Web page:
Even though the Bolsheviks held large support in urban areas, the Bolsheviks had many enemies that refused to recognize their government. As a result, Russia erupted into a bloody civil war, which was fought between the "Reds" (Bolsheviks), and enemies of the Bolshevik regime collectively called the White Army. The White Army consisted of independence movements, monarchists, liberals, and other socialist factions opposed to the Bolsheviks. During the civil war, the Bolsheviks under the lead of Leon Trotsky began converting the Red Guard into the Red Army. The Red Army successfully defeated both the White Army and all rival socialist factions by 1923. While many notable historical events occurred in Moscow and Petrograd, there were also major changes in cities throughout the state, and among national minorities throughout the empire and in the rural areas, where peasants took over and redistributed land.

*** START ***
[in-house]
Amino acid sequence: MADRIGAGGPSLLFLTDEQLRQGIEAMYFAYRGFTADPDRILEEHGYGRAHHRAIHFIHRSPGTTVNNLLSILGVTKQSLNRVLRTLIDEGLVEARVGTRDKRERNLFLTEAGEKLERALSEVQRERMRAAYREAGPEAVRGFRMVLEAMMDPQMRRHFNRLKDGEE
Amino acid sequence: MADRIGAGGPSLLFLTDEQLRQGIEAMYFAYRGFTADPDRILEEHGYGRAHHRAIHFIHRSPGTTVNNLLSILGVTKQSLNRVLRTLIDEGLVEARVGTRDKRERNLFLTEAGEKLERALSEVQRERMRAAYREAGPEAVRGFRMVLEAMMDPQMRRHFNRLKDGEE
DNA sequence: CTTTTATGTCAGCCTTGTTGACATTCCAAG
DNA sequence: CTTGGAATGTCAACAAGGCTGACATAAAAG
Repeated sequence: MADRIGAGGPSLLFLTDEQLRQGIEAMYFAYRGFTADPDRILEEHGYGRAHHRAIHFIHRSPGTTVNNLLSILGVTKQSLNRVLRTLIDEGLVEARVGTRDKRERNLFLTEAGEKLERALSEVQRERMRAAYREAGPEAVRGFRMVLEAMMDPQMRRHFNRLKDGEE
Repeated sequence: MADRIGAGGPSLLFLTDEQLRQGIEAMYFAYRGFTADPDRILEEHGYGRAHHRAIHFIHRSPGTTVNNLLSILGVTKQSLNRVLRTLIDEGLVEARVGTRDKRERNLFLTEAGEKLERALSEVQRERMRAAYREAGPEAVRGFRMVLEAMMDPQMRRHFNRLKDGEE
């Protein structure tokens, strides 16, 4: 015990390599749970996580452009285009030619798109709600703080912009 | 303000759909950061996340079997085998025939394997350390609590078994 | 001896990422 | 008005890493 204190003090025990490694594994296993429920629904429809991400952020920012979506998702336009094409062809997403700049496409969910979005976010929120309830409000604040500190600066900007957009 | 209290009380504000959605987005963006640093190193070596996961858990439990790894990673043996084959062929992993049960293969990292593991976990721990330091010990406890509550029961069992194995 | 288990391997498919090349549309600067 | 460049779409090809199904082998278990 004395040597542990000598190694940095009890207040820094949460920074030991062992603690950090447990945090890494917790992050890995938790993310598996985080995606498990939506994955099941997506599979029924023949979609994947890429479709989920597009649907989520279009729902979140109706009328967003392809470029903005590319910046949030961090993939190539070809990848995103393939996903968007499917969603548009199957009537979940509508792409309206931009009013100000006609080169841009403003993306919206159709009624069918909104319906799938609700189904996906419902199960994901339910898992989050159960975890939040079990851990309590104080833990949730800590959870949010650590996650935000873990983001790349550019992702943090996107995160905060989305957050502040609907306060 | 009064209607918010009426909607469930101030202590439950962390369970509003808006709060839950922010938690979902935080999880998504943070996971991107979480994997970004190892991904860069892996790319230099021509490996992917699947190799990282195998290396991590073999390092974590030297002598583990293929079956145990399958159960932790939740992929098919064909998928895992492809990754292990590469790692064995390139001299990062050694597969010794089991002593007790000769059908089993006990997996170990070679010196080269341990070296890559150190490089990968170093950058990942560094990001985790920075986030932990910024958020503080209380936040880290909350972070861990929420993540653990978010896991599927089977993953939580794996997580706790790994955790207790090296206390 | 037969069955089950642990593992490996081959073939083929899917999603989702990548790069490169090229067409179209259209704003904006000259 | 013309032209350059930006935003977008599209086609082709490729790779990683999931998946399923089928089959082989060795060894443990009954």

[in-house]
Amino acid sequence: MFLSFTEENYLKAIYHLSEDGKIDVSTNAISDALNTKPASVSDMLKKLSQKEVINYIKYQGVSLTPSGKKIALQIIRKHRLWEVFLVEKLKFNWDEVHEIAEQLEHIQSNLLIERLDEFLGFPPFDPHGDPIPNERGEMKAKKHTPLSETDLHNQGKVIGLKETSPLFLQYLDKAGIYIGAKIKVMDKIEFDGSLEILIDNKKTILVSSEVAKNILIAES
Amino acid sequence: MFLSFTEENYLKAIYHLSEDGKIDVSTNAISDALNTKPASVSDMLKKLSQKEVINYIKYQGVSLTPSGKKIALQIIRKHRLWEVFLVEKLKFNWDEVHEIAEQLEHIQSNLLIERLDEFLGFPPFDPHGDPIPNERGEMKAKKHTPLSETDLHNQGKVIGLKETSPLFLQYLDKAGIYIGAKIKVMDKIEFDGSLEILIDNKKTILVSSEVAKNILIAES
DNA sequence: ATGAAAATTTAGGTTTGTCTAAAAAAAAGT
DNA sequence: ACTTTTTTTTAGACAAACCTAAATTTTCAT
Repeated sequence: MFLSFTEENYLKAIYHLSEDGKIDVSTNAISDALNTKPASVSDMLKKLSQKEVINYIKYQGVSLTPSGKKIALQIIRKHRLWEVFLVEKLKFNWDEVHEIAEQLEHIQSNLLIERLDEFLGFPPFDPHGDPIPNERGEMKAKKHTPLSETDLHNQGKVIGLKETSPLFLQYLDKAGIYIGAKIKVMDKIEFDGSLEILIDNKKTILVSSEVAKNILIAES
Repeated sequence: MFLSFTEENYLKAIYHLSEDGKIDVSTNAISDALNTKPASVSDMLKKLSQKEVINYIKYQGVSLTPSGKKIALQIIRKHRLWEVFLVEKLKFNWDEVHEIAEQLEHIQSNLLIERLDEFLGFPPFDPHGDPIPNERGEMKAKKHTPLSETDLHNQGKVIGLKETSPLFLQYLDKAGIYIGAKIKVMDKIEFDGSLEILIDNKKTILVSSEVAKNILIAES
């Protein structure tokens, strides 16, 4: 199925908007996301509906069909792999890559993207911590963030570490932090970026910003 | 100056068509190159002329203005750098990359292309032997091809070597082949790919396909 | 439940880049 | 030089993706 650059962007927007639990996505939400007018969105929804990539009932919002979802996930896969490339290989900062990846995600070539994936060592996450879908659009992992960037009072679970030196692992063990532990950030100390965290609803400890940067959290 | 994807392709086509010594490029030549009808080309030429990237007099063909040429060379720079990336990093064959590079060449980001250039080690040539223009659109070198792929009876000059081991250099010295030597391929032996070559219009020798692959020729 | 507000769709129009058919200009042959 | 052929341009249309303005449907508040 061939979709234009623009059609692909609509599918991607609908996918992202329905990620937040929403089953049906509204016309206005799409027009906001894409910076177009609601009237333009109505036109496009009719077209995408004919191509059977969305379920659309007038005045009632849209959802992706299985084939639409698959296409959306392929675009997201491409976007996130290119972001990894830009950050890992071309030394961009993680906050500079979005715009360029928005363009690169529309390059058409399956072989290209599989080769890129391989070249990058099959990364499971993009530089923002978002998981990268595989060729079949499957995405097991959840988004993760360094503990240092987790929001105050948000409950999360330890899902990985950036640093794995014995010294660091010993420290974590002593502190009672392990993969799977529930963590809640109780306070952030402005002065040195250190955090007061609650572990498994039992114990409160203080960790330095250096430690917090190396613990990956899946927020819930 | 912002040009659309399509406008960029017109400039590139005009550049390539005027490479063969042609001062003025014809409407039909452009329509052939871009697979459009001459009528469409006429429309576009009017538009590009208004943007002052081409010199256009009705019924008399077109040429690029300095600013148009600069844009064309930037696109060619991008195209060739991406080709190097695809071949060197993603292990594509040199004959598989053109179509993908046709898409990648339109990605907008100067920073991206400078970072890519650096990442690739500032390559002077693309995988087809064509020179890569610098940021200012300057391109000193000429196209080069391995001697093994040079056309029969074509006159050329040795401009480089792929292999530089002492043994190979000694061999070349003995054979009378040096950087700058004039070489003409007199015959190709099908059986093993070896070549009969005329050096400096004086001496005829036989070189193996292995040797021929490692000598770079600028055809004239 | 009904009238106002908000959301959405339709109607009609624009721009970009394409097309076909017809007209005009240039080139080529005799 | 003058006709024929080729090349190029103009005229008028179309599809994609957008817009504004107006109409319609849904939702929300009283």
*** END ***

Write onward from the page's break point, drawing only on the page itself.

As the war progressed, the RSFSR began establishing Soviet power in the newly independent republics that seceded from the Russian Empire. The RSFSR initially focused its efforts on the newly independent republics of Armenia, Azerbaijan, Belarus, Georgia, and Ukraine. Wartime cohesion and intervention from foreign powers prompted the RSFSR to begin unifying these nations under one flag and created the Union of Soviet Socialist Republics (USSR). Historians generally consider the end of the Russian Revolution to be in 1923 when the last anti-Bolshevik forces collapsed. The victorious Bolshevik Party reconstituted itself into the Communist Party of the Soviet Union and would remain in power for over six decades.